our place and purpose in nature. Nature as a whole manifests G-d's hidden
presence. Our job is to reveal G-d's presence. Therefore, all other
creations silently reflect G-d's presence through the manner of their
existence. We, on the other hand, must actively reveal G-d's presence by
communicating our understanding through our words and our actions.
The most effective way for recognizing G-d's hidden presence is to develop an
ongoing relationship with G-d. The more intimate our relationship, the
greater will be our awareness and understanding. Note: The Torah uses the
word "to know" to describe the most intimate relationship between a husband
and wife. As is true with all relationships, there must be communication
between G-d and us. The more intimate the relationship, the greater the need
for communication. Likewise, the more we communicate with G-d, the more
intimate our relationship with Him will be.
It is extremely significant that G-d chose to "speak" to us from between the
two Cherubim who were molded with the faces of a boy and a girl. There are
few experiences as revealing of G-d's profound interaction in the laws of
nature as having and raising children. First of all, the actual process of
childbirth is miraculous. During childbirth a mother is at the complete
mercy of the laws of nature and G-d. A woman is completely dependent upon
G-d's participation in the miracle of birth. Regardless of the significant
advances in medicine, the birth of child reveals G-d's presence in the world.
As the famous expression goes, "There is no atheist in the delivery room."
However, our real participation in the miracle of birth, is after the child
is born. Cell division and DNA are G-d's domain; child rearing and education
are our domain.
This week's Parsha clearly tells us that the greatest potential for revealing
G-d in the world is through our children. By raising children in an
environment that is filled with devotion to G-d and His Torah, we guarantee
society's continued awareness and understanding of G-d. It is through our
children and future generations that G-d communicates with society.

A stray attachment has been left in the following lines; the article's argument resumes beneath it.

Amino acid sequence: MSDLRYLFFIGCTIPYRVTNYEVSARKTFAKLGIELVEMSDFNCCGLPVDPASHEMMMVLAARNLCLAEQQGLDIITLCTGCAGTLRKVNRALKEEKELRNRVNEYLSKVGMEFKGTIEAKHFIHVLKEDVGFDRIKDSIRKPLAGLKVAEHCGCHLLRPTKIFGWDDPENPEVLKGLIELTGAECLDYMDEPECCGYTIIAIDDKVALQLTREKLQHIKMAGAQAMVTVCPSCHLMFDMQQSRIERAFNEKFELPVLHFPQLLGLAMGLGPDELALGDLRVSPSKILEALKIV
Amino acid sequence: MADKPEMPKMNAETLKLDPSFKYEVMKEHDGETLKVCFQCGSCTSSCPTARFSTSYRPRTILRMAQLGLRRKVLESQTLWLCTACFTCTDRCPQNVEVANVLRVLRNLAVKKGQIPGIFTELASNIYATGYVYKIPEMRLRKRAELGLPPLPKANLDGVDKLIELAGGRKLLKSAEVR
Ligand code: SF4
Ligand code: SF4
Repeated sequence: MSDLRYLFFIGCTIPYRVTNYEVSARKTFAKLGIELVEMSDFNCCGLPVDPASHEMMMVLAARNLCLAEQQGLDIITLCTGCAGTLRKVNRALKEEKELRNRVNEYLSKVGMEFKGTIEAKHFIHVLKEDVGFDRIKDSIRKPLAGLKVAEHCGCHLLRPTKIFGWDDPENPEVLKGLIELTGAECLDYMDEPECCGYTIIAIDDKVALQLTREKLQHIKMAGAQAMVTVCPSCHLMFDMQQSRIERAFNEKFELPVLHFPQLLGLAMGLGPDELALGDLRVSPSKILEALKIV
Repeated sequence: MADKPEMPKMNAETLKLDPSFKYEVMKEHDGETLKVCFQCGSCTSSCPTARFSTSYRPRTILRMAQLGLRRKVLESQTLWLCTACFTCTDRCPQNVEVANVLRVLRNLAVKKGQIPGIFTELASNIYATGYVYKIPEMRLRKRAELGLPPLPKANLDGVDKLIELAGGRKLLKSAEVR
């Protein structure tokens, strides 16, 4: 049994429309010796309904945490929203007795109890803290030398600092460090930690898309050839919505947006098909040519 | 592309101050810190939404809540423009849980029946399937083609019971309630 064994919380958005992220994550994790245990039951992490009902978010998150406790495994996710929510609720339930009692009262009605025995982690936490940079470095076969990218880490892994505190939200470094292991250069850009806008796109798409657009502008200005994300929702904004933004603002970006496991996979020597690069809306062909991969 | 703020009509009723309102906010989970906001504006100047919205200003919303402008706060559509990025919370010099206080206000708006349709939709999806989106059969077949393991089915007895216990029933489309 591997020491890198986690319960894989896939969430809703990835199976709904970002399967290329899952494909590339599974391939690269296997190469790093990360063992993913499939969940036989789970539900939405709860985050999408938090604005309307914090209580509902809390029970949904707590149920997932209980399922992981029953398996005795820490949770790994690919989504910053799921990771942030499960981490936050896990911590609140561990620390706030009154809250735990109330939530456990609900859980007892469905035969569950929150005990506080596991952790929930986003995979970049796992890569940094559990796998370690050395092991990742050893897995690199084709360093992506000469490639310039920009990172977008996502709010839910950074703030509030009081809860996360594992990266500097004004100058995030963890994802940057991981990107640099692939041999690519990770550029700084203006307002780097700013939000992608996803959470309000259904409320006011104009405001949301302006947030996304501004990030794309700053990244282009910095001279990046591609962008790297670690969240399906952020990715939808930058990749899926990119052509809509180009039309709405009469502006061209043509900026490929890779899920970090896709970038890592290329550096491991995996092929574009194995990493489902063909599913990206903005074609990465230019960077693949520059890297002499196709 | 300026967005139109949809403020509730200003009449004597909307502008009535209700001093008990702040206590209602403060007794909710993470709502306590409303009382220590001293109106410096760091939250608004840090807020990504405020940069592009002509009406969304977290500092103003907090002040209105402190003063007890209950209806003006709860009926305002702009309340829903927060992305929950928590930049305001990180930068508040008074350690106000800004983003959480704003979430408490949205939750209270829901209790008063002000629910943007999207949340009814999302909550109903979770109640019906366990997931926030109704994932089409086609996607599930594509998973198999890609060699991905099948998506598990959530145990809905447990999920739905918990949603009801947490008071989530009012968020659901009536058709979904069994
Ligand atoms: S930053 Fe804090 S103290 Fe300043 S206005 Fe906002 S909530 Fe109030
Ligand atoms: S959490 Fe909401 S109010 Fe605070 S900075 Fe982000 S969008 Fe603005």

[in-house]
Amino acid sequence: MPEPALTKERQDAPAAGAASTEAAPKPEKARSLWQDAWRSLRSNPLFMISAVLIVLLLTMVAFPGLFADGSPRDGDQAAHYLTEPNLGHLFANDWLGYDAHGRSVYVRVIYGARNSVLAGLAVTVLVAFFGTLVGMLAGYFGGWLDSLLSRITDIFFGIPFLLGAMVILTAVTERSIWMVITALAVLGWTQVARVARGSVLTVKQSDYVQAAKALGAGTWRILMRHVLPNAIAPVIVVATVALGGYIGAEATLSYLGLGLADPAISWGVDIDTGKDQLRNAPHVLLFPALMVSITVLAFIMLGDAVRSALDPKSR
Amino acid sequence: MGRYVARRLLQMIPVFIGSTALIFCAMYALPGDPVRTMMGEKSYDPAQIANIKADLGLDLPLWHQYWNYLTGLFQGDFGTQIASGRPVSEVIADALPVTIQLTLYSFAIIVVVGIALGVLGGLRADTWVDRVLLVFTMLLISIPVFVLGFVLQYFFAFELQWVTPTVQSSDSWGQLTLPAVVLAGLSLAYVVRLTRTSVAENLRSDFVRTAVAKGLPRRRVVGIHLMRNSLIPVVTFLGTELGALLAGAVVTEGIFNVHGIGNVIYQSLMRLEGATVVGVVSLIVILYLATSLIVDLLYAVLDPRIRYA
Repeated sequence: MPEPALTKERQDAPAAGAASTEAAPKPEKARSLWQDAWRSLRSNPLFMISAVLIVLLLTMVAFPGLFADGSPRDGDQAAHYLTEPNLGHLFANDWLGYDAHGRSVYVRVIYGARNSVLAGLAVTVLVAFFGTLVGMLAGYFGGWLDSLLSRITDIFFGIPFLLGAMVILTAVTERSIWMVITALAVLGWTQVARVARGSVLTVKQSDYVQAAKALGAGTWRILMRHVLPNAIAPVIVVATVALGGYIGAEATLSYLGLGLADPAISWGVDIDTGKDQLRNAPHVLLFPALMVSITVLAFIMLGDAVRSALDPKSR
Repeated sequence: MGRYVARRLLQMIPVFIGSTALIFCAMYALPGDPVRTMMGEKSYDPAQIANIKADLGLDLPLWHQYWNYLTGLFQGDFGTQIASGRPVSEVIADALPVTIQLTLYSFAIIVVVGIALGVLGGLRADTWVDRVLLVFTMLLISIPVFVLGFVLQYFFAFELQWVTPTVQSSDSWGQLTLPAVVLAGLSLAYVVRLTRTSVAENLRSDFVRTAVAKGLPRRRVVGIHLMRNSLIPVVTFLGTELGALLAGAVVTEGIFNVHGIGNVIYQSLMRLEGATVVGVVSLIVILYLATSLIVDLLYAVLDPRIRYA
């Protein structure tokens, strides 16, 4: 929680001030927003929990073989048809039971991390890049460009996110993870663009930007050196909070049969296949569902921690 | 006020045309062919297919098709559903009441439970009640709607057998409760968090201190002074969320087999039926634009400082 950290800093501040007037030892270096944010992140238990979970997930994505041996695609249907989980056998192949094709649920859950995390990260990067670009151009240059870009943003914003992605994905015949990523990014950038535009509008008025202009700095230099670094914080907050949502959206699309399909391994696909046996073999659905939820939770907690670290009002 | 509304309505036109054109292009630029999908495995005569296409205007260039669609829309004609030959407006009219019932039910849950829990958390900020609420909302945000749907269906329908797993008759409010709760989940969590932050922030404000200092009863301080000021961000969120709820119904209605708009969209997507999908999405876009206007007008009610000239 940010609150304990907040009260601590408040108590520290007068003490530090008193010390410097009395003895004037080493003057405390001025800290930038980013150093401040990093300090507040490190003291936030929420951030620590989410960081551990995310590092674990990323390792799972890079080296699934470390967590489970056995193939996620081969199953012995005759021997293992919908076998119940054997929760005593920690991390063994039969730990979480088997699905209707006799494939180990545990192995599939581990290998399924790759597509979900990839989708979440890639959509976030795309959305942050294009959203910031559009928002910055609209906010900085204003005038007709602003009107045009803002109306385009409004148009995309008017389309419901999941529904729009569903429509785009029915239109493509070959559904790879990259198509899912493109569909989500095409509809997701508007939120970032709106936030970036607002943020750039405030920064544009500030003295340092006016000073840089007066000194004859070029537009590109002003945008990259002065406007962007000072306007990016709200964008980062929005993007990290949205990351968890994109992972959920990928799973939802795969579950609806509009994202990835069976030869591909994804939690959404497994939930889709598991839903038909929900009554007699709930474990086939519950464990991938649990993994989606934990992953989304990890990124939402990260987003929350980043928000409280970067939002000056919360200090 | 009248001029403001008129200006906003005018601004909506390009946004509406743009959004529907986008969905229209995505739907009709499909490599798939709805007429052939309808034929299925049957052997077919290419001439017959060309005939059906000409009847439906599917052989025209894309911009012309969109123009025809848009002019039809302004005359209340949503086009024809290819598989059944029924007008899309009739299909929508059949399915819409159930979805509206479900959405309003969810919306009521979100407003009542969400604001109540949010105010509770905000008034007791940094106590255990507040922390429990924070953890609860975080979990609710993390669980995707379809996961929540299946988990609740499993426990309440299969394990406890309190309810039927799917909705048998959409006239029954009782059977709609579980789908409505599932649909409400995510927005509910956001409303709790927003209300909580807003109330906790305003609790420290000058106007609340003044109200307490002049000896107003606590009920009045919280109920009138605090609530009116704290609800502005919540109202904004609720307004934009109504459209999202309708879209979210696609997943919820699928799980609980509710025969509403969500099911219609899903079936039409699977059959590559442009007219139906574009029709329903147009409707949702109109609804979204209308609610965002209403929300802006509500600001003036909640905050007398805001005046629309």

Likewise, it is through the manner in which we raise our children and future
generations that we communicate with G-d. If we value our relationship with
G-d we will do everything possible to share Him with our children.
Sharing G-d with our children involves two basic approaches. 1. The
teaching of Torah. 2. The teaching of Halacha - Jewish law. It isn't
enough to simply learn Torah. Torah must be experienced, and the experience
of Torah can only be explored through the limits of Halacha. Torah study
without imposed limitations, demands, or expectations is nothing more than an
intellectual exercise in the theoretical existence of the Divine. Torah
study alone will not create an intimacy with G-d that transcends place and
time. If we are to share G-d with our children, we must share our
relationship with G-d. Therefore, we must do everything possible to teach
them Torah through the experience and limitations of Halacha that constitutes
our relationship with G-d.
A few years ago, Rabbi Matis Sklar Shlita explained that the "crown" around
the top of the Kapores represents the limits that the Torah imposes on our
lives through Halacha. Likewise, my Father Shlita explained that the family
unit is the syringe that G-d created in order to inject proper values
(revealing His presence) into humanity. The Aron represents the Torah. The
Cherubim represent our children and the family unit. The "crown" represents
the limitations of Halacha. Our responsibility is to communicate our
awareness of G-d to our children by the way we integrate the limitations of
His law in our life. In so doing we create generations of teachers who will
fulfill G-d's promise to Avraham, "And through you and your children will be
blessed all the nations of the earth."
Copyright © 1997 by Rabbi Aron Tendler
and Project Genesis, Inc.
The author is Rabbi of Shaarey Zedek Congregation,
Valley Village, CA.